The United States entered World War II quite unprepared to manage the oil supply necessary to meet its unpredictable requirements. Shortages of critical materials such as steel limited the possibilities of increasing new drilling and building much-needed pipelines. Moreover, oil prices at the well had been frozen by the government in 1942 in an effort to limit the cost of the war, but this measure had the side effect of discouraging new investment, which was already endangered by higher steel prices. The fact that the Allied war effort depended almost entirely on American oil resources created an unprecedented drain on them.

Between 1941 and 1945, the United States supplied 6 out of the 7 billion barrels of oil consumed by the Allies (the United States included) for civilian and military purposes.6

Echoing the verdict of gloom pronounced by the head of the U.S. Geological Survey in 1919, the head of reserves in Ickes's Petroleum Administration for War declared in 1943

The law of diminishing returns is becoming operative. As new oil fields are not being formed and the number is ultimately finite, the time will come sooner or later when the supply is exhausted.7

The proactive petroleum czar did not hesitate to confront his grim prognosis with radical proposals, which met with strong support from the majority of top officials in the Roosevelt administration.8 Among these proposals, Ickes stressed the need to nationalize Chevron's and Texaco's concessions in Saudi Arabia in order to assert direct governmental control over them. He also called for federal financing of a pipeline project that would link the Saudi fields to the Mediterranean, the crucial purpose of which was to accelerate the development of Arabian oil.

Despite the support received by the navy and other military branches, these drastic steps were rejected by the U.S. political and business establishment, as well as the oil companies, which considered them as a dangerous sliding toward some form of socialist-like control of private entrepreneurship. However, Ickes's campaign played a crucial role in convincing President Roosevelt to inaugurate a long-lasting, oil-based alliance with Saudi Arabia. It was a U-turn for American foreign policy, the consequences of which are still the subject of heated debate today.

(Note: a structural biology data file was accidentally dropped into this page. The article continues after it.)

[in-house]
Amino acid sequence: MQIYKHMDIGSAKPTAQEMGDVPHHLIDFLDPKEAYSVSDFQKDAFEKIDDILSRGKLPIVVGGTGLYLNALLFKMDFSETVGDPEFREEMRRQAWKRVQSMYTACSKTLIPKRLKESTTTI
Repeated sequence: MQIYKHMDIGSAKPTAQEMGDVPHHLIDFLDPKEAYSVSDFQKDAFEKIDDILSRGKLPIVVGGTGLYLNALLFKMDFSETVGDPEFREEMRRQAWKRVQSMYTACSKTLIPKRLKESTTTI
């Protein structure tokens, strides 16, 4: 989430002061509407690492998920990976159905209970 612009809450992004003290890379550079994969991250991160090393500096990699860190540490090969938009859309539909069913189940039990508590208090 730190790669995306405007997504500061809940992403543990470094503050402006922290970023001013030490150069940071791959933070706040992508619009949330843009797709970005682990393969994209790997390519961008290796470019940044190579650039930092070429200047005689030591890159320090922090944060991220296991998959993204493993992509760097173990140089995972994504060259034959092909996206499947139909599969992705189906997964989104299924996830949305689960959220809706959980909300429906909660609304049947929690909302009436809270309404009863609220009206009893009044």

As we have seen, Chevron and Texaco had entered Saudi Arabia in the early 1930s, and in 1938 they had struck oil in commercial quantities in the eastern province of the country. By that time, both companies had already sought political protection from their government because of their fear of a Nazi penetration of the Persian Gulf, as well as of an ever-looming British will to displace American interests in the Saudi Kingdom, a later attempt to conquer what London had lost for its underestimation of the Saudi oil potential. Moreover, King ibn-Saud was continuously pressing them in order to get much more money and advance payments of future royalties, and their refusal to accept the monarch's claims was giving a chance to their competitors. Yet the Chevron and Texaco appeal met with indifference or even hostility.

Washington refused to open any diplomatic channel with the kingdom and only at the beginning of the 1940s did it charge its ambassador in Egypt with representing American interests there. Thus it came as no surprise that in 1941, when pressed by both Chevron/Texaco and the British government, which by then was alarmed by Nazi moves in the area, President Roosevelt openly dismissed the proposal to lend money to Saudi Arabia, observing that the country was ''a little far afield'' for the United States.9